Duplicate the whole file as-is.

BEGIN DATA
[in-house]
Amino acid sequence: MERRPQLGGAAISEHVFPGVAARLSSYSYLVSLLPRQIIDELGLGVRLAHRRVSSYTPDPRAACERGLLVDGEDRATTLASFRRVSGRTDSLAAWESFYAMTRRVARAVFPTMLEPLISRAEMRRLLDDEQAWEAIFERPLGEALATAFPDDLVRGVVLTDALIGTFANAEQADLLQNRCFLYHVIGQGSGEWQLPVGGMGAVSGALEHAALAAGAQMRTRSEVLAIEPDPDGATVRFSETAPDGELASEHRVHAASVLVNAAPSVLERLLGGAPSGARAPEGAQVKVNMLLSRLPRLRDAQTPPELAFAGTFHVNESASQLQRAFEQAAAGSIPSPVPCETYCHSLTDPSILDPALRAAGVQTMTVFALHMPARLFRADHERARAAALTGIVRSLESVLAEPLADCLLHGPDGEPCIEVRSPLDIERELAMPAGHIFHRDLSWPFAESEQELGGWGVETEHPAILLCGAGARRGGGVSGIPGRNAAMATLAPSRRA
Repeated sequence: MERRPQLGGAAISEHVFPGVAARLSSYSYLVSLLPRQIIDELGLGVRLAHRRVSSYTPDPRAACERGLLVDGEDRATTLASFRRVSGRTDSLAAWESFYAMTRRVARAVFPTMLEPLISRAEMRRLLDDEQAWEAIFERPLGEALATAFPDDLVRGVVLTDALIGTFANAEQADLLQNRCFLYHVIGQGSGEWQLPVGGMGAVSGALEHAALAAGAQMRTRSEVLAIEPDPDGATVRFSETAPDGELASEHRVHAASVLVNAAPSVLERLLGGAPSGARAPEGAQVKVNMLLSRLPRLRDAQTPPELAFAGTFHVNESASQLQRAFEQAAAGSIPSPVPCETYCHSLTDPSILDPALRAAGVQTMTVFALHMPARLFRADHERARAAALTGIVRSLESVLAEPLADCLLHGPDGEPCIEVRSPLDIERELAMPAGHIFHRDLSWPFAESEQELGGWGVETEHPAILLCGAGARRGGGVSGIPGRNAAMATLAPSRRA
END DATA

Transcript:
[in-house]
Amino acid sequence: MERRPQLGGAAISEHVFPGVAARLSSYSYLVSLLPRQIIDELGLGVRLAHRRVSSYTPDPRAACERGLLVDGEDRATTLASFRRVSGRTDSLAAWESFYAMTRRVARAVFPTMLEPLISRAEMRRLLDDEQAWEAIFERPLGEALATAFPDDLVRGVVLTDALIGTFANAEQADLLQNRCFLYHVIGQGSGEWQLPVGGMGAVSGALEHAALAAGAQMRTRSEVLAIEPDPDGATVRFSETAPDGELASEHRVHAASVLVNAAPSVLERLLGGAPSGARAPEGAQVKVNMLLSRLPRLRDAQTPPELAFAGTFHVNESASQLQRAFEQAAAGSIPSPVPCETYCHSLTDPSILDPALRAAGVQTMTVFALHMPARLFRADHERARAAALTGIVRSLESVLAEPLADCLLHGPDGEPCIEVRSPLDIERELAMPAGHIFHRDLSWPFAESEQELGGWGVETEHPAILLCGAGARRGGGVSGIPGRNAAMATLAPSRRA
Repeated sequence: MERRPQLGGAAISEHVFPGVAARLSSYSYLVSLLPRQIIDELGLGVRLAHRRVSSYTPDPRAACERGLLVDGEDRATTLASFRRVSGRTDSLAAWESFYAMTRRVARAVFPTMLEPLISRAEMRRLLDDEQAWEAIFERPLGEALATAFPDDLVRGVVLTDALIGTFANAEQADLLQNRCFLYHVIGQGSGEWQLPVGGMGAVSGALEHAALAAGAQMRTRSEVLAIEPDPDGATVRFSETAPDGELASEHRVHAASVLVNAAPSVLERLLGGAPSGARAPEGAQVKVNMLLSRLPRLRDAQTPPELAFAGTFHVNESASQLQRAFEQAAAGSIPSPVPCETYCHSLTDPSILDPALRAAGVQTMTVFALHMPARLFRADHERARAAALTGIVRSLESVLAEPLADCLLHGPDGEPCIEVRSPLDIERELAMPAGHIFHRDLSWPFAESEQELGGWGVETEHPAILLCGAGARRGGGVSGIPGRNAAMATLAPSRRA